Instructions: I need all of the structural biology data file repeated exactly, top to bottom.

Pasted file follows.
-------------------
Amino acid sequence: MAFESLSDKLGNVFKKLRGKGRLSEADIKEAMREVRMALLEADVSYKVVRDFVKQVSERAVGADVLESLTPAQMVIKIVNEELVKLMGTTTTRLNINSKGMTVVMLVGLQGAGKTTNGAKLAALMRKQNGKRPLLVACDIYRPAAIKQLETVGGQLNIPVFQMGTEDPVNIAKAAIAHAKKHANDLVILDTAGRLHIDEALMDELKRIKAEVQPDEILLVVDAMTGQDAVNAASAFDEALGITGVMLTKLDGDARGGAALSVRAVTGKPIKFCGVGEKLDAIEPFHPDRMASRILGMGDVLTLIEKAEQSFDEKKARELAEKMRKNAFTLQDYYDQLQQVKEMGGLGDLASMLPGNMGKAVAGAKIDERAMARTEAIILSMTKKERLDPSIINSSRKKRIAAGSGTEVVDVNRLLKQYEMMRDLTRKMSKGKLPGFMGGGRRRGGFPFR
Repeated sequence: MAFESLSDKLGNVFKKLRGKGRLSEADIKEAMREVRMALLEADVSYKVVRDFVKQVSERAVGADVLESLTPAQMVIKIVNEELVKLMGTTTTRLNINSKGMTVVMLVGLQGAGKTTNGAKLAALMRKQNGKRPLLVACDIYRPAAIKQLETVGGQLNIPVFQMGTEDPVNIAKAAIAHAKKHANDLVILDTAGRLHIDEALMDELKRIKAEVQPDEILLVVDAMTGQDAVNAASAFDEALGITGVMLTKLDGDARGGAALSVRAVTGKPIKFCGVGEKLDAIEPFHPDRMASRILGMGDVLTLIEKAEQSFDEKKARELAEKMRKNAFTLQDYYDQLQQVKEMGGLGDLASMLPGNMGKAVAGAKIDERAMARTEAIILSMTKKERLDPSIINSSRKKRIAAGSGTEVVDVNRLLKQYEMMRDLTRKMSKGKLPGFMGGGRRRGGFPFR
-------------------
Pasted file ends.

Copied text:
Amino acid sequence: MAFESLSDKLGNVFKKLRGKGRLSEADIKEAMREVRMALLEADVSYKVVRDFVKQVSERAVGADVLESLTPAQMVIKIVNEELVKLMGTTTTRLNINSKGMTVVMLVGLQGAGKTTNGAKLAALMRKQNGKRPLLVACDIYRPAAIKQLETVGGQLNIPVFQMGTEDPVNIAKAAIAHAKKHANDLVILDTAGRLHIDEALMDELKRIKAEVQPDEILLVVDAMTGQDAVNAASAFDEALGITGVMLTKLDGDARGGAALSVRAVTGKPIKFCGVGEKLDAIEPFHPDRMASRILGMGDVLTLIEKAEQSFDEKKARELAEKMRKNAFTLQDYYDQLQQVKEMGGLGDLASMLPGNMGKAVAGAKIDERAMARTEAIILSMTKKERLDPSIINSSRKKRIAAGSGTEVVDVNRLLKQYEMMRDLTRKMSKGKLPGFMGGGRRRGGFPFR
Repeated sequence: MAFESLSDKLGNVFKKLRGKGRLSEADIKEAMREVRMALLEADVSYKVVRDFVKQVSERAVGADVLESLTPAQMVIKIVNEELVKLMGTTTTRLNINSKGMTVVMLVGLQGAGKTTNGAKLAALMRKQNGKRPLLVACDIYRPAAIKQLETVGGQLNIPVFQMGTEDPVNIAKAAIAHAKKHANDLVILDTAGRLHIDEALMDELKRIKAEVQPDEILLVVDAMTGQDAVNAASAFDEALGITGVMLTKLDGDARGGAALSVRAVTGKPIKFCGVGEKLDAIEPFHPDRMASRILGMGDVLTLIEKAEQSFDEKKARELAEKMRKNAFTLQDYYDQLQQVKEMGGLGDLASMLPGNMGKAVAGAKIDERAMARTEAIILSMTKKERLDPSIINSSRKKRIAAGSGTEVVDVNRLLKQYEMMRDLTRKMSKGKLPGFMGGGRRRGGFPFR